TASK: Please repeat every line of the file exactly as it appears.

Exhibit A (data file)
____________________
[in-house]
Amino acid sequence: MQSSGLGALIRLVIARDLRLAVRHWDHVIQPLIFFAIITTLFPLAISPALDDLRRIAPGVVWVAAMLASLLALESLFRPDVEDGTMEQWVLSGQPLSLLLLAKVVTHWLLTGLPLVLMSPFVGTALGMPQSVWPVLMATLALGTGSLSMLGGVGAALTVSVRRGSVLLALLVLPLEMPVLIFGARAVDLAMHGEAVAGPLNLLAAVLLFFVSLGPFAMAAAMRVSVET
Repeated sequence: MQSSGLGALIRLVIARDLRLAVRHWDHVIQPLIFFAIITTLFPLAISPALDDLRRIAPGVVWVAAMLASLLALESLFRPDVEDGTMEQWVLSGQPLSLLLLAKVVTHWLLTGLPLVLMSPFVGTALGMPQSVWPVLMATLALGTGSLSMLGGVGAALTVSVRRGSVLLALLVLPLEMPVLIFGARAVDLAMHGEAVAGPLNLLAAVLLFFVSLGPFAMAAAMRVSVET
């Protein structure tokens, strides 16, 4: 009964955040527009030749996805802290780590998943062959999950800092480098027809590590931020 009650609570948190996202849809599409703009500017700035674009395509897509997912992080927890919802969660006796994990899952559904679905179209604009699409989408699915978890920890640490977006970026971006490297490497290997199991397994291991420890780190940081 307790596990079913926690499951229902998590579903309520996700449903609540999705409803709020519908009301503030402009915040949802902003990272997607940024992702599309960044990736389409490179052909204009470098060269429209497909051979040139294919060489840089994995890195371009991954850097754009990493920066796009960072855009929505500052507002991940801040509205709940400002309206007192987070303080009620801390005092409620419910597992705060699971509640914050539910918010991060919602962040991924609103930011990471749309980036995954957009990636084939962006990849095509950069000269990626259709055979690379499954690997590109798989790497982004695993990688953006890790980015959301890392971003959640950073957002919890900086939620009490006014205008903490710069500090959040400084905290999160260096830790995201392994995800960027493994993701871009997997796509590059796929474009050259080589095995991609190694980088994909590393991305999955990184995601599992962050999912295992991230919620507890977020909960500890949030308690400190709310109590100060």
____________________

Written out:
[in-house]
Amino acid sequence: MQSSGLGALIRLVIARDLRLAVRHWDHVIQPLIFFAIITTLFPLAISPALDDLRRIAPGVVWVAAMLASLLALESLFRPDVEDGTMEQWVLSGQPLSLLLLAKVVTHWLLTGLPLVLMSPFVGTALGMPQSVWPVLMATLALGTGSLSMLGGVGAALTVSVRRGSVLLALLVLPLEMPVLIFGARAVDLAMHGEAVAGPLNLLAAVLLFFVSLGPFAMAAAMRVSVET
Repeated sequence: MQSSGLGALIRLVIARDLRLAVRHWDHVIQPLIFFAIITTLFPLAISPALDDLRRIAPGVVWVAAMLASLLALESLFRPDVEDGTMEQWVLSGQPLSLLLLAKVVTHWLLTGLPLVLMSPFVGTALGMPQSVWPVLMATLALGTGSLSMLGGVGAALTVSVRRGSVLLALLVLPLEMPVLIFGARAVDLAMHGEAVAGPLNLLAAVLLFFVSLGPFAMAAAMRVSVET
């Protein structure tokens, strides 16, 4: 009964955040527009030749996805802290780590998943062959999950800092480098027809590590931020 009650609570948190996202849809599409703009500017700035674009395509897509997912992080927890919802969660006796994990899952559904679905179209604009699409989408699915978890920890640490977006970026971006490297490497290997199991397994291991420890780190940081 307790596990079913926690499951229902998590579903309520996700449903609540999705409803709020519908009301503030402009915040949802902003990272997607940024992702599309960044990736389409490179052909204009470098060269429209497909051979040139294919060489840089994995890195371009991954850097754009990493920066796009960072855009929505500052507002991940801040509205709940400002309206007192987070303080009620801390005092409620419910597992705060699971509640914050539910918010991060919602962040991924609103930011990471749309980036995954957009990636084939962006990849095509950069000269990626259709055979690379499954690997590109798989790497982004695993990688953006890790980015959301890392971003959640950073957002919890900086939620009490006014205008903490710069500090959040400084905290999160260096830790995201392994995800960027493994993701871009997997796509590059796929474009050259080589095995991609190694980088994909590393991305999955990184995601599992962050999912295992991230919620507890977020909960500890949030308690400190709310109590100060």